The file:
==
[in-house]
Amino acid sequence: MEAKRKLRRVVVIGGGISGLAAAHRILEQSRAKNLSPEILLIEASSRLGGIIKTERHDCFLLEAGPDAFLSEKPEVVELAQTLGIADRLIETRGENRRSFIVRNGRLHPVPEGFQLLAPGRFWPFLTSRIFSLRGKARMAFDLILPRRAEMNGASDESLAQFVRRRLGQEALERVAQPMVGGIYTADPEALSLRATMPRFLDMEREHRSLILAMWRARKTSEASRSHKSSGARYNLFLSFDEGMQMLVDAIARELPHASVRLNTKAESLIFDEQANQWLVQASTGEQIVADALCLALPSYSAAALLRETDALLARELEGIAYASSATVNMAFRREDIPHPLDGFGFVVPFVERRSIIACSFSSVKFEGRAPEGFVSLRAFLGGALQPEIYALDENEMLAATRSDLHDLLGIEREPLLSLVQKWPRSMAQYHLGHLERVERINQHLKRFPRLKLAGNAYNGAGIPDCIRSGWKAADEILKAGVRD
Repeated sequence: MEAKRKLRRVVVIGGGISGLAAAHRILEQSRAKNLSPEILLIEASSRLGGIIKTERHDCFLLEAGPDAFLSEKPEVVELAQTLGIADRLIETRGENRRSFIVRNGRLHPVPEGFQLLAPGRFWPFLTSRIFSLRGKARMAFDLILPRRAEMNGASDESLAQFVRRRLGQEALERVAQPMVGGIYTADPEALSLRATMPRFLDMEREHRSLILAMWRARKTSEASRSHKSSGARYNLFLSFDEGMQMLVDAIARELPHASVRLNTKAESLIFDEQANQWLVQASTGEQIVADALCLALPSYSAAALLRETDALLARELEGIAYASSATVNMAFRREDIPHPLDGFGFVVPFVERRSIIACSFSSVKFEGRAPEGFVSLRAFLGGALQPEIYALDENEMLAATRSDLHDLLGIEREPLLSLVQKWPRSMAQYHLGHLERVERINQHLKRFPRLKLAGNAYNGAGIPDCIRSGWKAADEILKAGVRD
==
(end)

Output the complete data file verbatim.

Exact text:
[in-house]
Amino acid sequence: MEAKRKLRRVVVIGGGISGLAAAHRILEQSRAKNLSPEILLIEASSRLGGIIKTERHDCFLLEAGPDAFLSEKPEVVELAQTLGIADRLIETRGENRRSFIVRNGRLHPVPEGFQLLAPGRFWPFLTSRIFSLRGKARMAFDLILPRRAEMNGASDESLAQFVRRRLGQEALERVAQPMVGGIYTADPEALSLRATMPRFLDMEREHRSLILAMWRARKTSEASRSHKSSGARYNLFLSFDEGMQMLVDAIARELPHASVRLNTKAESLIFDEQANQWLVQASTGEQIVADALCLALPSYSAAALLRETDALLARELEGIAYASSATVNMAFRREDIPHPLDGFGFVVPFVERRSIIACSFSSVKFEGRAPEGFVSLRAFLGGALQPEIYALDENEMLAATRSDLHDLLGIEREPLLSLVQKWPRSMAQYHLGHLERVERINQHLKRFPRLKLAGNAYNGAGIPDCIRSGWKAADEILKAGVRD
Repeated sequence: MEAKRKLRRVVVIGGGISGLAAAHRILEQSRAKNLSPEILLIEASSRLGGIIKTERHDCFLLEAGPDAFLSEKPEVVELAQTLGIADRLIETRGENRRSFIVRNGRLHPVPEGFQLLAPGRFWPFLTSRIFSLRGKARMAFDLILPRRAEMNGASDESLAQFVRRRLGQEALERVAQPMVGGIYTADPEALSLRATMPRFLDMEREHRSLILAMWRARKTSEASRSHKSSGARYNLFLSFDEGMQMLVDAIARELPHASVRLNTKAESLIFDEQANQWLVQASTGEQIVADALCLALPSYSAAALLRETDALLARELEGIAYASSATVNMAFRREDIPHPLDGFGFVVPFVERRSIIACSFSSVKFEGRAPEGFVSLRAFLGGALQPEIYALDENEMLAATRSDLHDLLGIEREPLLSLVQKWPRSMAQYHLGHLERVERINQHLKRFPRLKLAGNAYNGAGIPDCIRSGWKAADEILKAGVRD